Peace is a tough goal to achieve. When the Syrian National Council lambasted the international community on the 23rd of this month for what it saw as a collective silence on the conflict in their home country the obstacles for the international community to implement it are clear. Certainly the also recently covered We Love You campaign – a movement started by Israeli designer Ronny Edry and his wife now with millions of followers in over 60 countries – indicates that individuals within countries can make human-centred and personal connections which are immensely more powerful than the might of an international security council that includes China, Russia, UK, USA and France. Ultimately though I would also like to make clear that I do realize the complexities in international relations I believe that the ability and potential shown in the We Love You campaign for peace blatantly contrasts against an international community represented by the UN that is severely failing the Syrian people.
It is possible however to put forth a convincing argument that democratic government is required internally in distinct societies to enact law and order and maintain security and equality for all it’s citizens. Where governments have the potential for a negative effect, as the Syrian crisis shows is in world affairs. Leader’s of nations have to inevitably represent an ideology that is representative on a broadly national level or pursue a geopolitical goal/agenda which contrasts with leaders of other nation’s. Inevitably this has potential to cause a degree of conflict and therefore aggression.
The Syrian crisis represents the divisions that often occur in world relations which prevent actions that could lead to peace. Russia is both backing the Assad regime and until recently provided them with military equipment while America and the UK backs the opposition movement. In December of last year it was reported that Russia had even gone to the extent of placing military advisors to operate surface to air missile systems in Syria. This move complicates the crisis further and provides potential for escalation if opposition supporters, principally the USA decide to engage militarily. Meanwhile a coalition of humanitarian organisations have also criticised the international community as a result of their failure to provide urgent support for humanitarian efforts to confront the conflicts tragic impacts on civilians. Eventually the only solution may have to be violent but such division among the international community is only lengthening the suffering of the Syrian people.
Also relevant within a broader context of this region is the issue of how islamic extremism originated. During the cold war different Arab nationalistic governments were supported by either the USSR or western nations as part of an agenda to exert their influence in the region. This has been cited as one of the reasons for the rise of extremism because these governments did not meet the needs of their people as this influence, to an extent, limited their ability to do so. One culmination of this was the overthrow of The Shah in the Iranian revolution, which has led to a fundamentalist islamic government in power today. Many governments toppled in the recent ‘Arab Spring’ represented the remnants of long existing regimes still supported by the Western nations such as Moubarak in Egypt. What was crucial to the revolutions in many of these countries was social media, often originally created by individual citizen’s in one country, that was used by individuals in the middle-east in their efforts to topple respective governments. This represents a similar link to the Israeli-Loves-Iran campaign and once again the power of individuals.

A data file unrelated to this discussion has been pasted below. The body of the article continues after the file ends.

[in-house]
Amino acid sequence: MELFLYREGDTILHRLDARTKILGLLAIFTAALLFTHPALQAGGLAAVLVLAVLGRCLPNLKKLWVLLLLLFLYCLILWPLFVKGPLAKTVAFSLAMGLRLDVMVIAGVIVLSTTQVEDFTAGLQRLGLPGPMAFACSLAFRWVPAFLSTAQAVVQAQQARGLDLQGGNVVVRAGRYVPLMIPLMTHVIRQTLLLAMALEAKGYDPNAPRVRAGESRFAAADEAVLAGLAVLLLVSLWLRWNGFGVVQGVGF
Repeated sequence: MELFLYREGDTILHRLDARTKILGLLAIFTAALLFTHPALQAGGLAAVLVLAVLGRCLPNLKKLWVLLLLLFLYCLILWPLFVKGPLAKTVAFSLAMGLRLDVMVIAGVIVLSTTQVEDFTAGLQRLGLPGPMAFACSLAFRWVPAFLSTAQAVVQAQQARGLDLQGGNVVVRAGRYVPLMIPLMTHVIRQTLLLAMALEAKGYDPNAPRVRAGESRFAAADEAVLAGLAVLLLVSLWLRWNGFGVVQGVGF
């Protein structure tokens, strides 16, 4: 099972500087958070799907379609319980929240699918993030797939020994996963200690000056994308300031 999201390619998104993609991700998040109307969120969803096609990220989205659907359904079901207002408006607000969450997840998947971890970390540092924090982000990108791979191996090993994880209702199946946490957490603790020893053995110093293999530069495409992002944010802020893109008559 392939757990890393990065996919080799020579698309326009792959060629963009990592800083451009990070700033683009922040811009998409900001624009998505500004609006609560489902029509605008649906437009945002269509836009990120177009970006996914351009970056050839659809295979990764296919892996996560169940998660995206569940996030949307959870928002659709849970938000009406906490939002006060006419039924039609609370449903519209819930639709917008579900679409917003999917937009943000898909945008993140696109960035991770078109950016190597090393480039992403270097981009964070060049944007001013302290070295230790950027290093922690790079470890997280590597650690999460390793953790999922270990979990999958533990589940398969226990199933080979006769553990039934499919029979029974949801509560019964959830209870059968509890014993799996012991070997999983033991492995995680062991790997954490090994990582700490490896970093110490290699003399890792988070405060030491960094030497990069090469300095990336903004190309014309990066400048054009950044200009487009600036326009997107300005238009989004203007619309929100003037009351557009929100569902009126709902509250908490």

Another interesting case is that of the fall of the Berlin Wall. One of the key reasons for its fall has been cited by many figures as the non-violent actions of East Germans and dissidents which consequently did not allow the communist authorities to use violent repression against them and therefore leave the wall intact. Even if we look at non-peaceful, violent revolutions their roots often lie in the environment the revolutionaries find themselves in, often a corrupt regime. as in the case of Che Guevara who fought against the US backed Fulgencio Batista having previous experience fighting in his home country of Argentina.